A three-year-old boy with a history of previous COVID-19 was admitted to the hospital due to a seven-day high fever (40,3°C), macular erythematous rash, bilateral nonexudative conjunctivitis, palmar-plantar edema, diarrhea, and vomiting. He was initially treated with oral antibiotics. At the admission, he was febrile (38,6°C) with normal vital signs (heart rate 150/min, blood pressure 90/48 mmHg, respiratory rate 20/min). The physical examination revealed mucocutaneous (strawberry tongue and rash) and conjunctival changes. Laboratory findings showed mild anemia, hypoalbuminemia, hyponatremia, elevated C-reactive protein (CRP), pro-BNP, and mildly elevated liver enzymes D-dimers (Table 1). Routine urine examination showed sterile pyuria. The antibodies IgM and IgG classes against SARS-CoV-2 were detected in the blood sample by ELISA technique. ECG and thoracic X-ray were normal. Echocardiographic finding pointed out a normal systolic and diastolic function of the LV. The dimension of the proximal coronary arteries was average. According to physical examination and the results of the performed analysis, diagnosis of MIS-C associated with COVID-19 was made. Three pulses of intravenous methylprednisolone were administered at a 24 hours interval. The patient became afebrile after the first IVMP. Control laboratory parameters were in the reference range, and after 7 days of in-hospital stay, the discharge was planned.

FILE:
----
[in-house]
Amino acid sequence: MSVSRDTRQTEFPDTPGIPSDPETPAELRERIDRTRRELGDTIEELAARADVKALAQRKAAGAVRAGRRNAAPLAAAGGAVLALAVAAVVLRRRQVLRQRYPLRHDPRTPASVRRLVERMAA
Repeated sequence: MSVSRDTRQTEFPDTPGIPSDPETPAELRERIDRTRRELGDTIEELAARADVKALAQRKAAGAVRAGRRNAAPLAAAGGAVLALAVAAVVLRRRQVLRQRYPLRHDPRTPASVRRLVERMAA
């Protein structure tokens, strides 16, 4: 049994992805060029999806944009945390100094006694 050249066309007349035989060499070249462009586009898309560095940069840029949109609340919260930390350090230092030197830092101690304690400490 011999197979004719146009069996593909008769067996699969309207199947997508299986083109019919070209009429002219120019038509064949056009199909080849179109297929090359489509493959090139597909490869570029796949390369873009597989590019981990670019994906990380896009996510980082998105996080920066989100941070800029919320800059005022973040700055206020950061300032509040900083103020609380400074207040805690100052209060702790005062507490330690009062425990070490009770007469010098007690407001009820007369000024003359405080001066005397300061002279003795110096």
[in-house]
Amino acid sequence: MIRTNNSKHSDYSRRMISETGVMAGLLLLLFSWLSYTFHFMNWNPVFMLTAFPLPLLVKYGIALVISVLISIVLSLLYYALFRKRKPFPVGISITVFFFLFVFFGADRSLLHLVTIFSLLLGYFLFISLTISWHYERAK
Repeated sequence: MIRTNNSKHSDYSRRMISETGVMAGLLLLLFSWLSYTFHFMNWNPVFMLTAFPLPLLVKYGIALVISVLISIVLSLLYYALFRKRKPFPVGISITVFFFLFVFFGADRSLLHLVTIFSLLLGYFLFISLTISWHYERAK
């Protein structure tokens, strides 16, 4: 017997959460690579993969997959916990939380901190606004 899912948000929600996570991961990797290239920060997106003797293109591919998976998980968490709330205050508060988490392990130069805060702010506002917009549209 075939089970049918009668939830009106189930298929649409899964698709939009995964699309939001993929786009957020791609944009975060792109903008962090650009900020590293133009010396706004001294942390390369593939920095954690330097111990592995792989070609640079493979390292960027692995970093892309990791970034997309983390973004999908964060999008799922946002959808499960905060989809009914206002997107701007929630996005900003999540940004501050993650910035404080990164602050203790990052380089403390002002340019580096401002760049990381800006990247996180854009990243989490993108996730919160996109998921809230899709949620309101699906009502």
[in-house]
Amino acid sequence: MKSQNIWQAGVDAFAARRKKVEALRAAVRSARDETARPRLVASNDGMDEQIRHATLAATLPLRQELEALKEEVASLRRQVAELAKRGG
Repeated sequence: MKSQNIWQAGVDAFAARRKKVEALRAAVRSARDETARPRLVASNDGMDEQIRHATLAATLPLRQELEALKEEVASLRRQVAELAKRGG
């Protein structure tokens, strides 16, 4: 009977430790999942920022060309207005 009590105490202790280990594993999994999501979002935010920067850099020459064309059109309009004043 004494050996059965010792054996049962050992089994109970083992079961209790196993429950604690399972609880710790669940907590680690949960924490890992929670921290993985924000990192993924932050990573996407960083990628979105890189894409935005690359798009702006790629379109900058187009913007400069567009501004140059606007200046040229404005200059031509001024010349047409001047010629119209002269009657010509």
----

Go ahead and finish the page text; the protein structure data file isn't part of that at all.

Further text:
Table 1 Table 1. Laboratory finding of our patient during the in-hospital stay.